Drug use among adults
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Marijuana and other substance use dropped among teens in the first year of the pandemic, according to a new study.
But adult use of cannabis, illegal drugs and alcohol, including binge drinking, remained the same or increased compared to the two years before Covid-19.
“Substance use declined between 2019 and 2020 among people aged 13 to 20,” wrote first author Dr. Wilson Compton, deputy director of the National Institute on Drug Abuse.
However, “no consistent declines were observed in older adults except for reductions in tobacco use, and cannabis use increased in adults 25 years and older,” he and its co-authors.
The study analyzed data from the Tobacco and Health Population Assessment Study, which tracks tobacco and other substance use over time among 49,000 American youth and adults.
“A particular strength of this study was the longitudinal design,” said Joseph Palamar, associate professor of population health at NYU Grossman School of Medicine, who was not involved in the study.
“This design allows us to look at changes among the same people over time, unlike other national studies that compare different groups of people over time,” he said.
Substance abuse dropped among teens aged 13 to 17, according to the study published Tuesday in the journal JAMA Network Open.
Cannabis use among teens aged 13 and 15 fell by 3.4 percentage points in 2020 compared to 2018 and 2019, while tobacco use fell by around 4 points, according to the study. The use of other illegal or abused prescription drugs also decreased by 2.5 percentage points in this age group.
Marijuana use among teens aged 16 and 17 fell 7.3 percentage points in 2020 compared to 2018 and 2019. Tobacco use fell more than 10 points and drug abuse dropped by almost 3 percentage points. Excessive alcohol consumption decreased by 1.6 percentage points in the age group.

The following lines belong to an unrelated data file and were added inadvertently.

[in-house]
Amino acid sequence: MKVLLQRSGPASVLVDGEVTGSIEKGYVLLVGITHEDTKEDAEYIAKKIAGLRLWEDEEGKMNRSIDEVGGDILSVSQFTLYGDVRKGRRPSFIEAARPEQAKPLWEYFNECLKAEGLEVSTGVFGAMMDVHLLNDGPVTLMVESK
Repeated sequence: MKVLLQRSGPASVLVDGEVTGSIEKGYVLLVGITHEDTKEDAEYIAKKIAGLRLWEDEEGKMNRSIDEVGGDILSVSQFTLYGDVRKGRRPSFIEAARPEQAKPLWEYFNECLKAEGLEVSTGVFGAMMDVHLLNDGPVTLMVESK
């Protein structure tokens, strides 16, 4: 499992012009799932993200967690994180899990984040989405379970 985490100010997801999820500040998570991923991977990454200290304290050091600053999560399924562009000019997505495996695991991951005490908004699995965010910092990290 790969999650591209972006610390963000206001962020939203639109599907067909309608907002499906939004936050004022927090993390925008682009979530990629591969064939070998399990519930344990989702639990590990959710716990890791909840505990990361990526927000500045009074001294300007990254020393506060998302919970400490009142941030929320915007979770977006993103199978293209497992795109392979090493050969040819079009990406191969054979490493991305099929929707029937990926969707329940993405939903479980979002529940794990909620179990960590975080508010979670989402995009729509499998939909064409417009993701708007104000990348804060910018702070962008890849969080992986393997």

“I think availability plays a big role,” Palamar said. “If high school students are separated from their friends for a long time and stuck indoors, they will likely have reduced access to drugs.
“Even if a teenager manages to get weed, it doesn’t mean they had a place away from their parents to smoke it if the whole family was in lockdown,” he added.
Alcohol consumption increased by more than five percentage points (from 60.2% to 65.2%) among adults aged 21 to 24 in 2020 compared to the previous two years. Binge drinking, meanwhile, fell by 2.2 points.
Tobacco use decreased by about 8 percentage points, but the use of marijuana and other illegal or prescription drugs did not change significantly in this age group, according to the study.
Marijuana use increased slightly among adults aged 25 and older, by 1.2 percentage points. Declines in other substance abuse in this age group were not significant, the study authors said.
Tobacco use dropped for all adults, according to the study. The number of young adults aged 18 to 20 who smoke tobacco fell by just over 15 percentage points in 2020 compared to 2018 and 2019. Smoking also fell by about 8 points among adults aged 21 years and older during the same period.
However, a drop in drug use at the start of Covid did not mean the reduction continued as the pandemic continued, said Palamar, who studied drug availability during that time.
“The decrease in consumption during the first months of Covid is significant, but we must bear in mind that the consumption of certain drugs has rebounded,” Palamar said. “For example, we found that seizures of marijuana and methamphetamine declined after the onset of Covid, then rebounded at a much higher rate later in the year.
A a separate survey of people aged 19 to 30 found that they used marijuana and hallucinogens at high rates in 2021. The Monitoring the Future study, published in 2022, found that 11% of people in this age group used marijuana daily in 2021, while 43% said they had used it in the past year.